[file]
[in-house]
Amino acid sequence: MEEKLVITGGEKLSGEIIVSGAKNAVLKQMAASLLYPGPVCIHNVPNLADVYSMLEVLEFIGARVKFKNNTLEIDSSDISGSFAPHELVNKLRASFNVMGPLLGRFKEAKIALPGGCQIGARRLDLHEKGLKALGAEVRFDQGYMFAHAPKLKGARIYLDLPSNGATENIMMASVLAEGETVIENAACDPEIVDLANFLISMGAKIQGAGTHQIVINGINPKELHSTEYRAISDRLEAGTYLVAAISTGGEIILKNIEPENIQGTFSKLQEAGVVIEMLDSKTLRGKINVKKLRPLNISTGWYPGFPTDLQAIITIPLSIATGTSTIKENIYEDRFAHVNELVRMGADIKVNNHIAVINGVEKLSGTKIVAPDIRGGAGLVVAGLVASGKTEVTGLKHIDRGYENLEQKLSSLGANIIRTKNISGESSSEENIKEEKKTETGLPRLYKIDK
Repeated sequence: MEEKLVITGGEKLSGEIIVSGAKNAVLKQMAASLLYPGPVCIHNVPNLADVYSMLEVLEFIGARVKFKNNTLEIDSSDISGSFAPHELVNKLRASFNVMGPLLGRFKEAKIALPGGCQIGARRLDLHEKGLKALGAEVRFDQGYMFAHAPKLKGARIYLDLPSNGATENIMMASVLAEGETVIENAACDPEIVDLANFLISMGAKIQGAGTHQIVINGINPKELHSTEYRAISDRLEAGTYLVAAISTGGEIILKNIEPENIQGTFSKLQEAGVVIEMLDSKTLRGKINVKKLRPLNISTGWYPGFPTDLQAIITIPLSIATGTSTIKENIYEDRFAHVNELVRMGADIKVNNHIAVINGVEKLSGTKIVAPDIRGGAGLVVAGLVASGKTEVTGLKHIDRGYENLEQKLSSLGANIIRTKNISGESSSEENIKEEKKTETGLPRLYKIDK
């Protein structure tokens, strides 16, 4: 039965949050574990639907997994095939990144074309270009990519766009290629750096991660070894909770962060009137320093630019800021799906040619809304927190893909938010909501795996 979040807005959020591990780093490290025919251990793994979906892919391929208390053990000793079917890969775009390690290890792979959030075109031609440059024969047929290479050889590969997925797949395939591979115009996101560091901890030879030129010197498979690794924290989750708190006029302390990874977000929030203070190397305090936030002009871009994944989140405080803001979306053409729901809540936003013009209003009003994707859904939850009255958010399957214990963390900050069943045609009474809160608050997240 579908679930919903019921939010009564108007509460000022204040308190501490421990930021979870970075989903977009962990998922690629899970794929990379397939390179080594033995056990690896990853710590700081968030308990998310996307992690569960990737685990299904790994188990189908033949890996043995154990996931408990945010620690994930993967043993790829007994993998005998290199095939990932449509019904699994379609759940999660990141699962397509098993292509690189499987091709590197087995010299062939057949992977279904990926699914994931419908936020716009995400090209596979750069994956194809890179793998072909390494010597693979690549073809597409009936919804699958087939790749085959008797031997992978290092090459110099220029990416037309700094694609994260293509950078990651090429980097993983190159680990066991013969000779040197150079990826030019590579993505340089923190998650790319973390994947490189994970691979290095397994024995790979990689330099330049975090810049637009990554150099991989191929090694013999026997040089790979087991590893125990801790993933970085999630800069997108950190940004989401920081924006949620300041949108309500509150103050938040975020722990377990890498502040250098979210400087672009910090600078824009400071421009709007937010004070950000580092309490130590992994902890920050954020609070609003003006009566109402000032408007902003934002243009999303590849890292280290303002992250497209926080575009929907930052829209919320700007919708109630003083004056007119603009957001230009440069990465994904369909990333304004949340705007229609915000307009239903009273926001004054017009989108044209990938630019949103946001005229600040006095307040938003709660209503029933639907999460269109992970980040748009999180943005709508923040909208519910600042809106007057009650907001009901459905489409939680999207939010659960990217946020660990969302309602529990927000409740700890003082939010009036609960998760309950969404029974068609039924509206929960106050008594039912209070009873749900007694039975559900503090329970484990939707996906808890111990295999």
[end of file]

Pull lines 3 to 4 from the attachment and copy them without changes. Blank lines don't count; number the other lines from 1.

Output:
Repeated sequence: MEEKLVITGGEKLSGEIIVSGAKNAVLKQMAASLLYPGPVCIHNVPNLADVYSMLEVLEFIGARVKFKNNTLEIDSSDISGSFAPHELVNKLRASFNVMGPLLGRFKEAKIALPGGCQIGARRLDLHEKGLKALGAEVRFDQGYMFAHAPKLKGARIYLDLPSNGATENIMMASVLAEGETVIENAACDPEIVDLANFLISMGAKIQGAGTHQIVINGINPKELHSTEYRAISDRLEAGTYLVAAISTGGEIILKNIEPENIQGTFSKLQEAGVVIEMLDSKTLRGKINVKKLRPLNISTGWYPGFPTDLQAIITIPLSIATGTSTIKENIYEDRFAHVNELVRMGADIKVNNHIAVINGVEKLSGTKIVAPDIRGGAGLVVAGLVASGKTEVTGLKHIDRGYENLEQKLSSLGANIIRTKNISGESSSEENIKEEKKTETGLPRLYKIDK
């Protein structure tokens, strides 16, 4: 039965949050574990639907997994095939990144074309270009990519766009290629750096991660070894909770962060009137320093630019800021799906040619809304927190893909938010909501795996 979040807005959020591990780093490290025919251990793994979906892919391929208390053990000793079917890969775009390690290890792979959030075109031609440059024969047929290479050889590969997925797949395939591979115009996101560091901890030879030129010197498979690794924290989750708190006029302390990874977000929030203070190397305090936030002009871009994944989140405080803001979306053409729901809540936003013009209003009003994707859904939850009255958010399957214990963390900050069943045609009474809160608050997240 579908679930919903019921939010009564108007509460000022204040308190501490421990930021979870970075989903977009962990998922690629899970794929990379397939390179080594033995056990690896990853710590700081968030308990998310996307992690569960990737685990299904790994188990189908033949890996043995154990996931408990945010620690994930993967043993790829007994993998005998290199095939990932449509019904699994379609759940999660990141699962397509098993292509690189499987091709590197087995010299062939057949992977279904990926699914994931419908936020716009995400090209596979750069994956194809890179793998072909390494010597693979690549073809597409009936919804699958087939790749085959008797031997992978290092090459110099220029990416037309700094694609994260293509950078990651090429980097993983190159680990066991013969000779040197150079990826030019590579993505340089923190998650790319973390994947490189994970691979290095397994024995790979990689330099330049975090810049637009990554150099991989191929090694013999026997040089790979087991590893125990801790993933970085999630800069997108950190940004989401920081924006949620300041949108309500509150103050938040975020722990377990890498502040250098979210400087672009910090600078824009400071421009709007937010004070950000580092309490130590992994902890920050954020609070609003003006009566109402000032408007902003934002243009999303590849890292280290303002992250497209926080575009929907930052829209919320700007919708109630003083004056007119603009957001230009440069990465994904369909990333304004949340705007229609915000307009239903009273926001004054017009989108044209990938630019949103946001005229600040006095307040938003709660209503029933639907999460269109992970980040748009999180943005709508923040909208519910600042809106007057009650907001009901459905489409939680999207939010659960990217946020660990969302309602529990927000409740700890003082939010009036609960998760309950969404029974068609039924509206929960106050008594039912209070009873749900007694039975559900503090329970484990939707996906808890111990295999």